Kister and colleagues describe 4 patients with myasthenia gravis who developed neuromyelitis optica after thymectomy. They suggest that dysregulation of B-cell autoimmunity in myasthenia, exacerbated by loss of control over autoreactive cells as a result of thymectomy, may have predisposed these patients to neuromyelitis optica.
Hu and colleagues report that interleukin (IL) 23, a newly identified heterodimeric proinflammatory cytokine and a novel IL-12 family member comprising the p40 subunit of IL-12 but a different p19 subunit, is up-regulated prior to the onset of the first clinical symptoms of acute experimental autoimmune neuritis in a murine animal model of human Guillain-Barré syndrome. Its peak expression levels preceded maximum disease severity during experimental autoimmune neuritis. In patients with Guillain-Barré syndrome, IL-23p19 protein was detectable in cerebrospinal fluid samples, and endoneurial macrophages were identified as the cellular source of IL-23p19 in sural nerve biopsies. Interleukin 23 plays an important role during the early effector phase in immune-mediated demyelination of the peripheral nerve.
Powell et al show that Mayo Cognitive Factor Scale scores significantly correlated with Alzheimer disease criteria. The Mayo Cognitive Factor Scale verbal comprehension and retention indices indicated a high, positive predictive value for pathologic Alzheimer disease.
Payne and colleagues report that no significant associations with optic neuritis were observed in patients receiving anthrax, smallpox, hepatitis B, or influenza vaccines in the US military, whether these vaccines were administered alone or in combination. The negative findings presented here are important to the continuing discussions regarding the safety of these vaccines.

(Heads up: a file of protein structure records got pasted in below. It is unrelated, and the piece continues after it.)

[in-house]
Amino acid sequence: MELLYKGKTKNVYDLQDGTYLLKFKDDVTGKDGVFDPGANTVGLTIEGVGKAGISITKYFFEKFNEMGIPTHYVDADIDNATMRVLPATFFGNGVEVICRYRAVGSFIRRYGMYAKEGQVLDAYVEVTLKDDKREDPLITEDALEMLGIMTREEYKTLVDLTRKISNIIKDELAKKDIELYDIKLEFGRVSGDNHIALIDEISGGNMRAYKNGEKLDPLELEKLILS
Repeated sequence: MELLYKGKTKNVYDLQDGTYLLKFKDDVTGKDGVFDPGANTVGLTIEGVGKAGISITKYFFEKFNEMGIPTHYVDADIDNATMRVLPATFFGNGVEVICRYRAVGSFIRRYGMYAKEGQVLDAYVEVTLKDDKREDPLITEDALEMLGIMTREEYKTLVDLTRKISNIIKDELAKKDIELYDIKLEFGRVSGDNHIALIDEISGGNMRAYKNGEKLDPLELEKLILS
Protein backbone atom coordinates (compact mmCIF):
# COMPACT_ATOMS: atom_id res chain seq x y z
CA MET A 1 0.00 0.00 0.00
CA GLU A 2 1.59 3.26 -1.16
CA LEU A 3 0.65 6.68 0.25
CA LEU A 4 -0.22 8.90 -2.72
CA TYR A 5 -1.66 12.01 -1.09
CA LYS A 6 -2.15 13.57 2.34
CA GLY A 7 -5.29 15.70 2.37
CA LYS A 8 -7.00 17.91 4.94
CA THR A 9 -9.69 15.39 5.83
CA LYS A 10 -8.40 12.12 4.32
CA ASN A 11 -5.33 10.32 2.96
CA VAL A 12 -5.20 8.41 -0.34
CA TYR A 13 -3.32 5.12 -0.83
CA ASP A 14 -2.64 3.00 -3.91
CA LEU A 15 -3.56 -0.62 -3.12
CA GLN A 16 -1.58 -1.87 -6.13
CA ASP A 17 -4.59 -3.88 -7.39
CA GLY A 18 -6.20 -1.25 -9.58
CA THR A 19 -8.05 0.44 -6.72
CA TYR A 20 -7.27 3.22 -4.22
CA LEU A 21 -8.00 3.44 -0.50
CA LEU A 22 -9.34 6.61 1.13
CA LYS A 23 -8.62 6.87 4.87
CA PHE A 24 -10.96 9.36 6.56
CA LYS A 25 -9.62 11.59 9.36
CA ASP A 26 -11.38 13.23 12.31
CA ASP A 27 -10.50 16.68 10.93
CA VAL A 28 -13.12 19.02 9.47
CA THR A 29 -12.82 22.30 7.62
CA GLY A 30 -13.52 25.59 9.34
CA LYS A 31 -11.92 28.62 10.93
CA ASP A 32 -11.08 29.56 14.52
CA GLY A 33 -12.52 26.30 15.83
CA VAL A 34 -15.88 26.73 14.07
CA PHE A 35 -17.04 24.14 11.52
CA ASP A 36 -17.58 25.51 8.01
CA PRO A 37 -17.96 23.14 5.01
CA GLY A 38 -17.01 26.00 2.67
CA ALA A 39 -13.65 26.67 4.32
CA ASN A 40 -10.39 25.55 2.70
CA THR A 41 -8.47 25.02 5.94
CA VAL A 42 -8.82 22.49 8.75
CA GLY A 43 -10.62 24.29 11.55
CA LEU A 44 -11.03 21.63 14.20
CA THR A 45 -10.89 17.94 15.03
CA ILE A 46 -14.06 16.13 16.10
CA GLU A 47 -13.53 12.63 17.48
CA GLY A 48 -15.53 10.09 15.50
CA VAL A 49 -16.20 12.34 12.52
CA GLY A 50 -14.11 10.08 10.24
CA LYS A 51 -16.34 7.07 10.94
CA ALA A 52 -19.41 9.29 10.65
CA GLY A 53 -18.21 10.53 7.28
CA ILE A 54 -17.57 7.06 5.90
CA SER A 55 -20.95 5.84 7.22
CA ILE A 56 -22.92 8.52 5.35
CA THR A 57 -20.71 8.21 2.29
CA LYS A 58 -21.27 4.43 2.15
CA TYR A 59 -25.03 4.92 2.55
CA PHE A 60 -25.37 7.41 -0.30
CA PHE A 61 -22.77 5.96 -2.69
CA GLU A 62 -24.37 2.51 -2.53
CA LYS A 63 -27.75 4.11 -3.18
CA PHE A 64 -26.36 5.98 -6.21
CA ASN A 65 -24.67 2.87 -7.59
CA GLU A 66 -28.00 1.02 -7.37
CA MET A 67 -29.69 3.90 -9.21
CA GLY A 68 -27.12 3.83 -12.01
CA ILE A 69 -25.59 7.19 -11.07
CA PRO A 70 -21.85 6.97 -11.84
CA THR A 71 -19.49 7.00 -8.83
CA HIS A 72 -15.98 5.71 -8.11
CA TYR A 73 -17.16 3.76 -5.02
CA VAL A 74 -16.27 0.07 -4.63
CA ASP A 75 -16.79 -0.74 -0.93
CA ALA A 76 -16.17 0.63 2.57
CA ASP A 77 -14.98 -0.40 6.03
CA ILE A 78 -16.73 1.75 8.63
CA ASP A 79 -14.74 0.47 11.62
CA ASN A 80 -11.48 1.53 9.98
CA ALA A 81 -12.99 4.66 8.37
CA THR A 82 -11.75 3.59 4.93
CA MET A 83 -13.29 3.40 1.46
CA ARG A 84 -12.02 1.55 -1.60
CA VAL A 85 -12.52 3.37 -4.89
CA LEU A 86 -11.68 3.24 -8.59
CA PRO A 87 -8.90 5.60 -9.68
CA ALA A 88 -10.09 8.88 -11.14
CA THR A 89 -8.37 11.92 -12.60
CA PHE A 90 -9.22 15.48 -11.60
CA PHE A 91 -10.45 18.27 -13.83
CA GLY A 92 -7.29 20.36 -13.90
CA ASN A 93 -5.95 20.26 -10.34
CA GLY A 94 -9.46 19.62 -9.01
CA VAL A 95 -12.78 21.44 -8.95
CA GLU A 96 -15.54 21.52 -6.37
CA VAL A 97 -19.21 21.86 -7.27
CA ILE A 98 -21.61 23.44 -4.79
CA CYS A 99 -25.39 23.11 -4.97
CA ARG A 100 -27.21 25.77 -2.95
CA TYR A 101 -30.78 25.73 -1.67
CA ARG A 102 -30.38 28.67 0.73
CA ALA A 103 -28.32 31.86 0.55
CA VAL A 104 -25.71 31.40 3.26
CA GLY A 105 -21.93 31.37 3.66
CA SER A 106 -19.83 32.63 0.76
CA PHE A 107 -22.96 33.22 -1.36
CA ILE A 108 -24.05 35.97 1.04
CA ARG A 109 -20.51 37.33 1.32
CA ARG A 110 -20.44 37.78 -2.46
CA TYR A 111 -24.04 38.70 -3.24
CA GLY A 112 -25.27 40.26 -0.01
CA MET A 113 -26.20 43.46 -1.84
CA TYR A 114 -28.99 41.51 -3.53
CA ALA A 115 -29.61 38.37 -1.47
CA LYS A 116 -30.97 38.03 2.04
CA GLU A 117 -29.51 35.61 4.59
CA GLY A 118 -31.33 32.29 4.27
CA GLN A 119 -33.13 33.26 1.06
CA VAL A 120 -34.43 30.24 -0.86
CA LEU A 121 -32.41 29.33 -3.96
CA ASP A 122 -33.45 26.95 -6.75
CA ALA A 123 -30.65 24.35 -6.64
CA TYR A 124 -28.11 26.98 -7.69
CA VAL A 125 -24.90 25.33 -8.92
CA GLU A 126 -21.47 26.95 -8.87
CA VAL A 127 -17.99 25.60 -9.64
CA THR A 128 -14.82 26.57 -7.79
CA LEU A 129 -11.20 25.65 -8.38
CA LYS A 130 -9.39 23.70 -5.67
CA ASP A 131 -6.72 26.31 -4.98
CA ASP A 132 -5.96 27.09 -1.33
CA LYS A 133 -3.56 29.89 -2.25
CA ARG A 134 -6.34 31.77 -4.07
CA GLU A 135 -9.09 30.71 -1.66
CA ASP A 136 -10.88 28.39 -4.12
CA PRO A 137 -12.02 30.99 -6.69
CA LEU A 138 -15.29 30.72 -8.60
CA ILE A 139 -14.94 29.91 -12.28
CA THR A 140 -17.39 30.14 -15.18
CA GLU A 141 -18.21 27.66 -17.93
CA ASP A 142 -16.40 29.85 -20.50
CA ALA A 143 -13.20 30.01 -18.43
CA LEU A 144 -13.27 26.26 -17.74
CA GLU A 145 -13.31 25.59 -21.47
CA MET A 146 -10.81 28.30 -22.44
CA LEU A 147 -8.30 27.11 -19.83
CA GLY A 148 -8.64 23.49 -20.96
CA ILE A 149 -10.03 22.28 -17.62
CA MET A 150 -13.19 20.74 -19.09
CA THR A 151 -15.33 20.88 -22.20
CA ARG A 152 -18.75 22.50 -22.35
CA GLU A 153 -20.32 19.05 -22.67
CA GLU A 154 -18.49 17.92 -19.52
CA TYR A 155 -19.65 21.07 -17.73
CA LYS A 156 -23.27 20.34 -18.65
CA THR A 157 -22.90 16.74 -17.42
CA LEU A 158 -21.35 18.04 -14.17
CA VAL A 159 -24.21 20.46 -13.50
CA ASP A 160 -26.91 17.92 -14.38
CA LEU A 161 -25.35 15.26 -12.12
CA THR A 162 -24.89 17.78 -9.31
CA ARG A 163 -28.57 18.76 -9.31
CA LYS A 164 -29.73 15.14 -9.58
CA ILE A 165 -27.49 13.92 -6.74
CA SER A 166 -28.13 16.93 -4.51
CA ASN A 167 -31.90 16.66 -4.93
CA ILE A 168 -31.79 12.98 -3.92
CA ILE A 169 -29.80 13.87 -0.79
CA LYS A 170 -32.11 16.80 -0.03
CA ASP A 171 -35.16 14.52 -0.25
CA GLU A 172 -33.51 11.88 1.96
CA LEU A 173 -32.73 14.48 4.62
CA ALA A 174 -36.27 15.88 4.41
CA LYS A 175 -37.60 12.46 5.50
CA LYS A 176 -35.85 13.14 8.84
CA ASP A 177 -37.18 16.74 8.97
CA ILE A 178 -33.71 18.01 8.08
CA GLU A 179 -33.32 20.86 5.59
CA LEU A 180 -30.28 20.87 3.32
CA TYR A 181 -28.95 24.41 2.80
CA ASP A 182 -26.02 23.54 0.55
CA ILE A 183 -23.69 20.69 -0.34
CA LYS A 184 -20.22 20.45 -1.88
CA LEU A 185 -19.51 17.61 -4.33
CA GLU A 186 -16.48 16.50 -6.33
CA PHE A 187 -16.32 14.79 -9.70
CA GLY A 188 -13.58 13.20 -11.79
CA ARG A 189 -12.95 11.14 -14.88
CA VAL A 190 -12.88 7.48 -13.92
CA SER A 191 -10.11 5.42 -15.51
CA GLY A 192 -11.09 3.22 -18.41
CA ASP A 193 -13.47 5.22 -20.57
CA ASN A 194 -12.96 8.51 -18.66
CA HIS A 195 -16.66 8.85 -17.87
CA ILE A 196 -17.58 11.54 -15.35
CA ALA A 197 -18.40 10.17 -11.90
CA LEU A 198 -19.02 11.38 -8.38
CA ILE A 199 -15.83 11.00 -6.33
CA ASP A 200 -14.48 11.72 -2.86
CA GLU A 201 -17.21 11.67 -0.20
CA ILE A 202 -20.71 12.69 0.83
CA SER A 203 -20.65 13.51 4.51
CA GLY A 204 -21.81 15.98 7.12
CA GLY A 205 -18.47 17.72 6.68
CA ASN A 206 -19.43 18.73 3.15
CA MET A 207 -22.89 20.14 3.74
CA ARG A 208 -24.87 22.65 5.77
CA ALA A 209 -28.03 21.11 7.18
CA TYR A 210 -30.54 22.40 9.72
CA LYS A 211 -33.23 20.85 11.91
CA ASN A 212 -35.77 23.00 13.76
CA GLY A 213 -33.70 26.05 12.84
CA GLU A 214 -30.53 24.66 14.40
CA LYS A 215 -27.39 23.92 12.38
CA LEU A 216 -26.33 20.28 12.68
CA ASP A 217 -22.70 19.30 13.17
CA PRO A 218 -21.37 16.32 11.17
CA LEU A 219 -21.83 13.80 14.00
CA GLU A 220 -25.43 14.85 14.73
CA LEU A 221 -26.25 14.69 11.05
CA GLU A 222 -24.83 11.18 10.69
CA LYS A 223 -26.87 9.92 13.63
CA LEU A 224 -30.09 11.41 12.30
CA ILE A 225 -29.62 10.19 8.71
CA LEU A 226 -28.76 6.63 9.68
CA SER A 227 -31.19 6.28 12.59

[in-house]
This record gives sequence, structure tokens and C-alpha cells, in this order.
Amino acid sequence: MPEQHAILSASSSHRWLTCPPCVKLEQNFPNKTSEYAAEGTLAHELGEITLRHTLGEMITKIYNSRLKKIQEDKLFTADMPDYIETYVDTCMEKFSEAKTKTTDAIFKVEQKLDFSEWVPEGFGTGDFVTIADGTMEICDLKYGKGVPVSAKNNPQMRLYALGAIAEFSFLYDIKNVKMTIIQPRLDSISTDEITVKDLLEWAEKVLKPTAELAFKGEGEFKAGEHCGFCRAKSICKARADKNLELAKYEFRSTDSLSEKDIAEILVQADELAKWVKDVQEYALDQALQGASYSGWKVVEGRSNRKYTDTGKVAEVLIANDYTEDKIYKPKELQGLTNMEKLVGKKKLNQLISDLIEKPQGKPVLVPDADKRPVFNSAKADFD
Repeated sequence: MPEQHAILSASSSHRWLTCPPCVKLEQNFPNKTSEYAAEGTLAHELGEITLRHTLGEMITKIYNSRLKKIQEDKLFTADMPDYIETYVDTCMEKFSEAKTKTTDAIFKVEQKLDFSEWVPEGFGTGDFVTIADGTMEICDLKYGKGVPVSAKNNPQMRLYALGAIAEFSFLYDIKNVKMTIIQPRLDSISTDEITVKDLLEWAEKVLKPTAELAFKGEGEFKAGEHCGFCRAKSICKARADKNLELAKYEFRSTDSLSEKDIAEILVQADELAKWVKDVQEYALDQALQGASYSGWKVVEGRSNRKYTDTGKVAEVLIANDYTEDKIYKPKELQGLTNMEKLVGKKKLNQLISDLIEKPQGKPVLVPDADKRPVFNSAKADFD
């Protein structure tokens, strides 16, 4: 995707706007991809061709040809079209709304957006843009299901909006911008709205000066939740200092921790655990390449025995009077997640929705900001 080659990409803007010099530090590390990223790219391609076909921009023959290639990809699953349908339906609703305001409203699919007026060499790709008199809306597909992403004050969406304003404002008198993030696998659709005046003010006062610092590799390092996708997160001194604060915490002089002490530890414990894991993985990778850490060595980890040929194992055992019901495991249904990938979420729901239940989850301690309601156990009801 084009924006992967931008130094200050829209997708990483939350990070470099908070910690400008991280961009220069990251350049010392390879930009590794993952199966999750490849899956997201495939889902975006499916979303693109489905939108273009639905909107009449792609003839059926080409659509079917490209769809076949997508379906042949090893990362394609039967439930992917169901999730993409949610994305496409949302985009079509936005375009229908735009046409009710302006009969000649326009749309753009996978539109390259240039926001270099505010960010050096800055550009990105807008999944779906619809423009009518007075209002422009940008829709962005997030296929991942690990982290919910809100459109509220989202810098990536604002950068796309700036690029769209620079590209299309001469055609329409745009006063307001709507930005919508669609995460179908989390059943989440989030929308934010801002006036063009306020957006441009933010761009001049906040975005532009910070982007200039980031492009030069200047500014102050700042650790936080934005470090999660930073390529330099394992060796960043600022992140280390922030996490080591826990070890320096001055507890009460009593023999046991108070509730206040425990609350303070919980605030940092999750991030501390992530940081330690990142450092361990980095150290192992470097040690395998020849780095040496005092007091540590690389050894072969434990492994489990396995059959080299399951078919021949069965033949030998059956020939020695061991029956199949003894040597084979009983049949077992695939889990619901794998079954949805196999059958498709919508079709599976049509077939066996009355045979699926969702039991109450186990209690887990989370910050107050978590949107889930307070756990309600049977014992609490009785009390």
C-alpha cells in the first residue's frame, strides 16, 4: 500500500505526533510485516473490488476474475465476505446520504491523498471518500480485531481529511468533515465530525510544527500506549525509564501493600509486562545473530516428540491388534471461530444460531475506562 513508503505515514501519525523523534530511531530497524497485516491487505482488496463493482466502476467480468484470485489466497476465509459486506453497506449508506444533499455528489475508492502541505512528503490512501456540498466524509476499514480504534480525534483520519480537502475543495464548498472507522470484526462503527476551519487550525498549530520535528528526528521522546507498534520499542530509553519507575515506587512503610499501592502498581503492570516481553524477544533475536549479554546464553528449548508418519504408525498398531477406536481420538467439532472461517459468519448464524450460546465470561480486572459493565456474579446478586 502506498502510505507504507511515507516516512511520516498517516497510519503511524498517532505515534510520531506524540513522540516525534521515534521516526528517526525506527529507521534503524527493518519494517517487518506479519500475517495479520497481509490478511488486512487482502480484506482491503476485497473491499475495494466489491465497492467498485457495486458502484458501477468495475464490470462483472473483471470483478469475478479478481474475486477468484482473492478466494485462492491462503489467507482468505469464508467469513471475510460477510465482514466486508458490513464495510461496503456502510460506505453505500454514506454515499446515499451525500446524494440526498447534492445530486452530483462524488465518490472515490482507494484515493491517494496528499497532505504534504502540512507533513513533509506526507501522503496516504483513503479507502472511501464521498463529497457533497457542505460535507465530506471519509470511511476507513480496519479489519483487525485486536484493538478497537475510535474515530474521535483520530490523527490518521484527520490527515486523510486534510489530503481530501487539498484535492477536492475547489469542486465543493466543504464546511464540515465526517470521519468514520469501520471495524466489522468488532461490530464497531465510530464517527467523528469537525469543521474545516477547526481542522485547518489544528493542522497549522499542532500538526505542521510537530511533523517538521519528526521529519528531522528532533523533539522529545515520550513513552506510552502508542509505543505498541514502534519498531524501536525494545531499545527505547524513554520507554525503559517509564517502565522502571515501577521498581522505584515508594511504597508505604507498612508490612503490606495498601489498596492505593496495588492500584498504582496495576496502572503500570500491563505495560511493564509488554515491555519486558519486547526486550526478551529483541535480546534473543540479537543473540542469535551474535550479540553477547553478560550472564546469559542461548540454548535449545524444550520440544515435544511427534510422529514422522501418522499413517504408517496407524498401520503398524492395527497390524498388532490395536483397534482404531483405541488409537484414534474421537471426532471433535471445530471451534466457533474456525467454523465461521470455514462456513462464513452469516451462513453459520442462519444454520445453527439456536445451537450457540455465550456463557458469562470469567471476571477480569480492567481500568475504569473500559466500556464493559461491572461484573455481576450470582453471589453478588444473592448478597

Krasnianski and colleagues defined the MM2 (methionine-methionine at codon 129 of the prion gene) cortical subtype of Creutzfeldt-Jakob disease. Compared with classical sporadic Creutzfeldt-Jakob disease, the MM2 subtype disease duration was prolonged but was associated with rapid-onset dementia and prominent neuropsychological signs, such as spatial disorientation, aphasia, and apraxia in all patients. The S100B (100%) and 14-3-3 (91%) protein investigations were the most sensitive diagnostic tests. They suggest that rapidly progressive dementia with early and prominent neuropsychological deficits in older patients should lead to suspicion of the MM2 cortical subtype.
Paulsen and colleagues discuss potential optimal design and outcome measures for preventive clinical trials in neurodegenerative diseases, including Huntington disease. They followed up 505 at-risk participants who had previously undergone elective DNA analyses for the CAG expansion in the Huntington disease gene (predictive testing) and who currently did not have the clinical diagnosis of Huntington disease. Several variables showed progressive decline as the diagnostic ratings advanced toward manifest disease. They show that the documentation of biological and refined clinical markers suggests several clinical end points for preventive clinical trials.
This Month in The Archives of Neurology. Arch Neurol. 2006;63(6):803–804. doi:https://doi.org/10.1001/archneur.63.6.803